Why were people so attracted to Jesus? Scripture says he was not particularly handsome. He didn’t come from an influential family. He had no money. What did folks see in him? Was it the miracles? Maybe. There are always those wowed by a magic show. But on a deeper level what folks must have seen in Jesus was a sense of hope, the same kind of hope that ancient Judah felt when they heard the words of Jeremiah: “The time is coming says the Lord, when I will make a new covenant…I will put my law within them, and I will write it on their hearts…and I will be their God, and they will be my people.” What people saw in Jesus was hope.
Several years ago, a schoolteacher accepted the volunteer position of visiting and teaching children who were patients in a large city hospital. One day the phone rang and she received her first assignment. She took the name and room number and was told by his teacher that he was studying nouns and adverbs in his class before he was hospitalized.
It was not until the visiting teacher got outside the boy’s hospital room that she realized the boy was in the burn unit. She was prepared to teach English grammar, but she was not prepared to see the horrible look and smell of badly burned human flesh. She was not prepared to see a young boy in great pain.
She wanted to hold her nose…to turn…to leave faster than she came, but she could not just walk away. So she clumsily stammered over to his bedside, and she simply said, “I am the hospital teacher and your teacher sent me to help you with your nouns and adverbs.”
The next morning a nurse from the burn unit asked here, “What did you do to that boy?”
The teacher began to apologize profusely, but before she could finish, the nurse interrupted her: “You don’t understand. We have been really worried about him…his condition has been deteriorating over the past few days, because he had completely given up hope. But ever since you were with him yesterday, his whole attitude has changed and he is fighting back, and responding to treatment. It’s as though he decided to live!”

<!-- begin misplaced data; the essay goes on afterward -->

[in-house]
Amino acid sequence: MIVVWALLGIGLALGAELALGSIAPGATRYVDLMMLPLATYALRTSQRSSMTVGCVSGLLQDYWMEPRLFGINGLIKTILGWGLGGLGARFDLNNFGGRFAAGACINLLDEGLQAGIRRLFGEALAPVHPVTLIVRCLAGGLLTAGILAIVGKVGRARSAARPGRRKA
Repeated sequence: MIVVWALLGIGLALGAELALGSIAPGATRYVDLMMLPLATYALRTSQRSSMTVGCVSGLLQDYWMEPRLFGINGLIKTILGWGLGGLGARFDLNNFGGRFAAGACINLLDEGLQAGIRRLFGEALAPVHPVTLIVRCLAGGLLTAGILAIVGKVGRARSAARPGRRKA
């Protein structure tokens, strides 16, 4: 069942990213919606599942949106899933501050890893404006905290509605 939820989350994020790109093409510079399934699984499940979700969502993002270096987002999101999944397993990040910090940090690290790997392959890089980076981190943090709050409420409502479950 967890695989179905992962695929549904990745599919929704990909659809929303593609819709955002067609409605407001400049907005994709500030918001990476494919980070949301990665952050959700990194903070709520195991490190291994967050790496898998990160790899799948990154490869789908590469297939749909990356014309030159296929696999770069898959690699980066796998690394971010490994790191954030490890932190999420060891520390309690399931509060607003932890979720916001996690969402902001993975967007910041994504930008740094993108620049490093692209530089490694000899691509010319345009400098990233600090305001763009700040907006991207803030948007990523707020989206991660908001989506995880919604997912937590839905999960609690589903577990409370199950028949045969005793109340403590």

When the nurse later questioned him about it, the boy said, “I figured I was doomed… that I was gonna die…until I saw that teacher.” And as a tear began to run down his face, he finished: “But when I saw her, I realized that they wouldn’t send a teacher to work on nouns and adverbs with a dying boy...would they?”
Some years back, the psychology department at Duke carried on an interesting experiment to see how long rats could swim. In one container, they placed a rat for whom there was no possibility of escape. He swam for a few moments, then ducked his head to drown. In the other container, they made the hope of escape possible for the rat. The rat swam for several hours before finally drowning. The conclusion of the experiment was just the opposite of our common conclusion. We usually say, “As long as there is life, there is hope.” The Duke experiment proved, “As long as there is hope, there is life.”
Look around you. What do you see? Communities, a nation, the world, torn by distrust of those we see as different. Political and economic systems that fight for winner take all status and power. War, famine, natural disasters, drug addictions and gun violence, one right after another, all tearing us apart. Add to that the countless homes and families where dreams are crushed down and aspirations are snuffed out each day. We wonder how anyone survives in this life.
We survive by the measure of our hope. That is what we can see in Jesus. For the hope of your heart and my heart is Jesus Christ.